I simply couldn't wade through all that (I would characterize mine as decent). Though my students' writing was often terrible, it was also unintentionally laugh-out-loud funny. Also, my students, at least, were young and I had hopes I could teach them something. I also had the power to make them do the work.
posted by Peach at 1:27 PM on January 23 [3 favorites]

When I was on the copy desk at Slate, one of the first instructions I was given was that a certain blog columnist was never to be copyedited. (This was the early to mid aughts, so blogs were still all over the place, though I always found it weird that a column was a blog somewhat adjacent to the main publication.) Apparently a copyeditor had hurt his widdle feewings once years ago and he was such an important and vital thinker that he required no editing by cretinous halfwits who cared about such mundane rules as house style. On the rare occasions he wrote a regular piece for the main pages, it was a battle to see who could avoid claiming his article the best. He was just such an asshole, but so were a lot of their writers.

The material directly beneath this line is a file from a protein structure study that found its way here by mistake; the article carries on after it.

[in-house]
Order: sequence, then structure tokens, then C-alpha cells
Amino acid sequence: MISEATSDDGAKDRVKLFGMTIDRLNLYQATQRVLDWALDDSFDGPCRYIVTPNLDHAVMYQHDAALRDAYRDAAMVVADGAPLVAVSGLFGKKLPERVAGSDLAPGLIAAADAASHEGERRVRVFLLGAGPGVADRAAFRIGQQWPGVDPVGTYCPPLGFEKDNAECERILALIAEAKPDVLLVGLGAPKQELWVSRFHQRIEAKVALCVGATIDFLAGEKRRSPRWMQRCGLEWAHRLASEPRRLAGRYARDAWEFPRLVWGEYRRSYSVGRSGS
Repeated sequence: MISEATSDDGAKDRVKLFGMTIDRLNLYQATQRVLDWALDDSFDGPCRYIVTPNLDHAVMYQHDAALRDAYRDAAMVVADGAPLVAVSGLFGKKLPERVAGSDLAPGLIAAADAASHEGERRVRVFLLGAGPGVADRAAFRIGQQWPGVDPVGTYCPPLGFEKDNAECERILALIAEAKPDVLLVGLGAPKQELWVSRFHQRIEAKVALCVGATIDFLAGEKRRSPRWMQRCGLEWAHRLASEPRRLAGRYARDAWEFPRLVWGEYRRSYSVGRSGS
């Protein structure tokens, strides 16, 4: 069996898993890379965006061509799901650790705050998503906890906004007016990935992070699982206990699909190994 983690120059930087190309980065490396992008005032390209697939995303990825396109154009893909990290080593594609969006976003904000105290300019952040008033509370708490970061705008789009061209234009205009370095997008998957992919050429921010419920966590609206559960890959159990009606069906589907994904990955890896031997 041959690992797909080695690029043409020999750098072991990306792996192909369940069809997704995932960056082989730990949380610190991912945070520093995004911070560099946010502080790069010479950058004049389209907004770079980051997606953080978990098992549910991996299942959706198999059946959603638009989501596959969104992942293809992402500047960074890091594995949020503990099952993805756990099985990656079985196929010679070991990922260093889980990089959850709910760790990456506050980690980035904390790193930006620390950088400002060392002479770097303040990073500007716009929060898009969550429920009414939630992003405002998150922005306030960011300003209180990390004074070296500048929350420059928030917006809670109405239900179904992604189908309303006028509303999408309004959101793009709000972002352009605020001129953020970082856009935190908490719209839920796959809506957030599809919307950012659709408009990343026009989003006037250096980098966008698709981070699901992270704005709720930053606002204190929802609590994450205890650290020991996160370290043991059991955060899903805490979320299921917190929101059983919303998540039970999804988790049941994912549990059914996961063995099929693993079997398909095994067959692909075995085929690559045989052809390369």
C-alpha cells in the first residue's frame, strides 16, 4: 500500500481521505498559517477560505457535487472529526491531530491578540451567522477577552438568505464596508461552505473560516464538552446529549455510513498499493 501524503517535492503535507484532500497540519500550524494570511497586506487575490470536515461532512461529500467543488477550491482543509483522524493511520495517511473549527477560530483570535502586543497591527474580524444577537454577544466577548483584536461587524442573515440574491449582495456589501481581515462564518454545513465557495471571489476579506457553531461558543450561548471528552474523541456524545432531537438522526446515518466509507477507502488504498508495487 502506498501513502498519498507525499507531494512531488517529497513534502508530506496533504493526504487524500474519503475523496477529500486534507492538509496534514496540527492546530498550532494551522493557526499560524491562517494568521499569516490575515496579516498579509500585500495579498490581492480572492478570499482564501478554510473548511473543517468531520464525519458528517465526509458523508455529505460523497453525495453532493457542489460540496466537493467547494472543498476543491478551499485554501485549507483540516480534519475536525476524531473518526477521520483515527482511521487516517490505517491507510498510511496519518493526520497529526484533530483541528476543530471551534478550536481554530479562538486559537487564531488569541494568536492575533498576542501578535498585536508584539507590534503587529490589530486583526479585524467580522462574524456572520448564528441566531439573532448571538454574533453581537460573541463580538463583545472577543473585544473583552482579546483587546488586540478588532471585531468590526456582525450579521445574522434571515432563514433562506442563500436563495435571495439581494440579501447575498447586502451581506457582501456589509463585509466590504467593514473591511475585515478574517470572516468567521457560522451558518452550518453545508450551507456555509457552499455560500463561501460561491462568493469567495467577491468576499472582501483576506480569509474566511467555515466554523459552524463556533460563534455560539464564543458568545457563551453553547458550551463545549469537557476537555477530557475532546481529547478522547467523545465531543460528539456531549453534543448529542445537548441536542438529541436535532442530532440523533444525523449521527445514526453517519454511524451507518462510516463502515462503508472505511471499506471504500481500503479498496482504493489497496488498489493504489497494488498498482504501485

It was definitely more in keeping with the response of revulsion that I was used to. I’ve only occasionally been met with enthusiasm, never rapt awe, certainly, although I do know plenty of people who think it’s cool, especially if an author thanks me in a book they’ve just read. And that’s a fairly decent response, I’ll take it.
posted by kitten kaboodle at 2:01 PM on January 23 [7 favorites]

My experience has been that whenever I am asked what I do, and I say I am an editor, I have to pronounce it carefully and distinctly, because otherwise people hear it as "auditor" and then the room clears out.
posted by orange swan at 3:00 PM on January 23 [4 favorites]